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The ABC's of Spotting Eye Issues in Infants & Toddlers

Posted By Communications Manager, Tuesday, July 19, 2016
Updated: Wednesday, June 22, 2016

As parents, it’s so exciting when we bring home that little bundle of joy and begin to anticipate their future growth and achievements.


For infants and toddlers, their developing eyesight is of the utmost importance. But for those little ones that don’t necessarily communicate so well, it can be difficult to know if they are experiencing problems with their vision.

Experts agree that children should have their first eye exam at six months and then the next before they enter school, usually around age five or six. They also report that 5 - 10% of pre-schoolers and 25% of school-aged children have vision problems. So the gap between birth and 24 weeks and waiting another half-dozen years is a critical time for parents to be on the lookout for possible issues with their youngster’s eyes.

What to Look For
While it would take an eye expert to diagnose something like
astigmatism (a warping of the curvature of the cornea), there are still some ways parents can take charge of their child’s vision during this young age.

Take a look (pardon the pun) at these three red flags when it comes to your children’s eyesight. They’re easy to remember given this A-B-C format. You should check regularly for these important signs to safeguard your child’s sight:

This one is perhaps the easiest to spot of the three. By the age of 4-6 months, a baby’s eyes begin to stabilized and should be properly aligned. If they’re cross-eyed (strabismus), have a wandering or “lazy eye,” they should be taken to see an ophthalmologist immediately. There are treatments available that can help to correct these conditions before they become permanent.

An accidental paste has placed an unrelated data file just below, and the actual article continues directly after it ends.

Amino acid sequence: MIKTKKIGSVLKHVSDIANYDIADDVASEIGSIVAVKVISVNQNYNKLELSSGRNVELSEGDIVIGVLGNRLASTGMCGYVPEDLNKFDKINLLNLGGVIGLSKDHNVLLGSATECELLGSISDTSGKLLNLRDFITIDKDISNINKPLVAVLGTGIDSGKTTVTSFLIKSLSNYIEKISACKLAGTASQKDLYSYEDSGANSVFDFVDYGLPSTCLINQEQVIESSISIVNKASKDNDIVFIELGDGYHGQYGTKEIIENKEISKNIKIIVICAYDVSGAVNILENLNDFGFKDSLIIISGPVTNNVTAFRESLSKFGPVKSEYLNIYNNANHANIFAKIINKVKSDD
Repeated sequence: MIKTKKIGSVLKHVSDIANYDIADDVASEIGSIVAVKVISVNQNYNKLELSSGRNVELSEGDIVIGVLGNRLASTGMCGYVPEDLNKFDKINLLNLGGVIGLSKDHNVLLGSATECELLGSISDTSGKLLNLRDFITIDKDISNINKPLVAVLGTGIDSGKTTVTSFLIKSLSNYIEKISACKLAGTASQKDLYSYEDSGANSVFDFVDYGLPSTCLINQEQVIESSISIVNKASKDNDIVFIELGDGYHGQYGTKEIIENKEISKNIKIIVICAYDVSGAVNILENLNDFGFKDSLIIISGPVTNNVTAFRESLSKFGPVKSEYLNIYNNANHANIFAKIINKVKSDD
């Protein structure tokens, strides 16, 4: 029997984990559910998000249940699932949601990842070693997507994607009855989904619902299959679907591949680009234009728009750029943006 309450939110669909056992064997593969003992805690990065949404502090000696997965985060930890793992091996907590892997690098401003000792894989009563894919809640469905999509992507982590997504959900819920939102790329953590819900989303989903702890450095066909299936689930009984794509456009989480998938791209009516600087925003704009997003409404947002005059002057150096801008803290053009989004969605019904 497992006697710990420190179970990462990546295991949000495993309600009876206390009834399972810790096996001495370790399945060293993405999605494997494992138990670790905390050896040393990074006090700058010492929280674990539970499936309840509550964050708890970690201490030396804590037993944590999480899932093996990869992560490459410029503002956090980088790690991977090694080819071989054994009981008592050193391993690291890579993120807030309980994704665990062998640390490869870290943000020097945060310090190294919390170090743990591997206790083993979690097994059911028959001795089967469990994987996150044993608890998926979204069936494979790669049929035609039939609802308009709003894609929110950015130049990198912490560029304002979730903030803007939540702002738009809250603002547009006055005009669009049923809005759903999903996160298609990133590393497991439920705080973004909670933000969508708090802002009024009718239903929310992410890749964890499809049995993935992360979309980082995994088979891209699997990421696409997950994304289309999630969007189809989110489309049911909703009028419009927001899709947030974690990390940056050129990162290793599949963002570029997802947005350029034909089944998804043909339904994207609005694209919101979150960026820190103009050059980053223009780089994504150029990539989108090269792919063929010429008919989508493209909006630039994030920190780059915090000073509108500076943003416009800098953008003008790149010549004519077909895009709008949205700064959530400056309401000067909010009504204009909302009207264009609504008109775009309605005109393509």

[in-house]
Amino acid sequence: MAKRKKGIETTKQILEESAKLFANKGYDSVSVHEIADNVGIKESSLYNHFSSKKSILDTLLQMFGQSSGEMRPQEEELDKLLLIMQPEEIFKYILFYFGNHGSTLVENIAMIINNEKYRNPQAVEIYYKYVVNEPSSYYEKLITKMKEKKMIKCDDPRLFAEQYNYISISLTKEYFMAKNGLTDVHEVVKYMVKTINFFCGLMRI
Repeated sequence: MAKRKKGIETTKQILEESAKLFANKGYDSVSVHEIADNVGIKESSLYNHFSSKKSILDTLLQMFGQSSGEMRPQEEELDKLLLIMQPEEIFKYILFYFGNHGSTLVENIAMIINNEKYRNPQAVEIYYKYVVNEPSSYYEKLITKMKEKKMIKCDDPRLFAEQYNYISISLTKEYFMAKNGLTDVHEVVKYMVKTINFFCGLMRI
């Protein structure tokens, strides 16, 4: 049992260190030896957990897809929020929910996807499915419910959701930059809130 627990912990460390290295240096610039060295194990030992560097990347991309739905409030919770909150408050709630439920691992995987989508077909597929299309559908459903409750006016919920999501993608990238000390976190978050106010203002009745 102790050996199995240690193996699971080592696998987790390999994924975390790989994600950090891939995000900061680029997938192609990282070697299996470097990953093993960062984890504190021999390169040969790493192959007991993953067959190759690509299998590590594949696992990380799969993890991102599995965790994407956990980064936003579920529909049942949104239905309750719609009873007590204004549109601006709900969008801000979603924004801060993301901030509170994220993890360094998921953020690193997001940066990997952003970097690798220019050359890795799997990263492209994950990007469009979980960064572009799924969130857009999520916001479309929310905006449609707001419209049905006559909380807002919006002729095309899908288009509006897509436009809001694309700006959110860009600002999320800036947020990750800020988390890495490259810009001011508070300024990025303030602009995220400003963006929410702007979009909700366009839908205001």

When your child is playing with books and other toys, do they bring the object close to their eyes to get a better look or draw it away at arm’s length? By the age of 18 months, a child’s vision should begin to mature enough to see things clearly at a reasonable distance. If they’re not focusing on items, this could be a sign there is a problem with the proper development of their vision. Also watch for squinting as they could be trying to correct the problem themselves.

Look for cloudiness in the pupil and surrounding area, which could be a sign of infant cataracts. Although rare, this condition needs to be treated immediately to prevent further damage. Similar to older children and adults, if not treated surgically, the tissue continues to deteriorate and it could cause permanent vision loss or even lead to blindness.

Be on the lookout for any unusual vision or eye behavior that seems out of the ordinary. For example, while it’s cute to watch a baby rubbing their eyes with their tiny, little fists, if they’re doing it consistently, there could be trouble.

When it comes to protecting our children’s invaluable vision, it’s always better to be safe than sorry and take them to “see” a professional.


Born and raised in Austin, TX, Hilary Smith is a free-lance journalist whose love of gadgets, technology and business has no bounds. After becoming a parent she now enjoys writing about family and parenting related topics.

Tags:  health 

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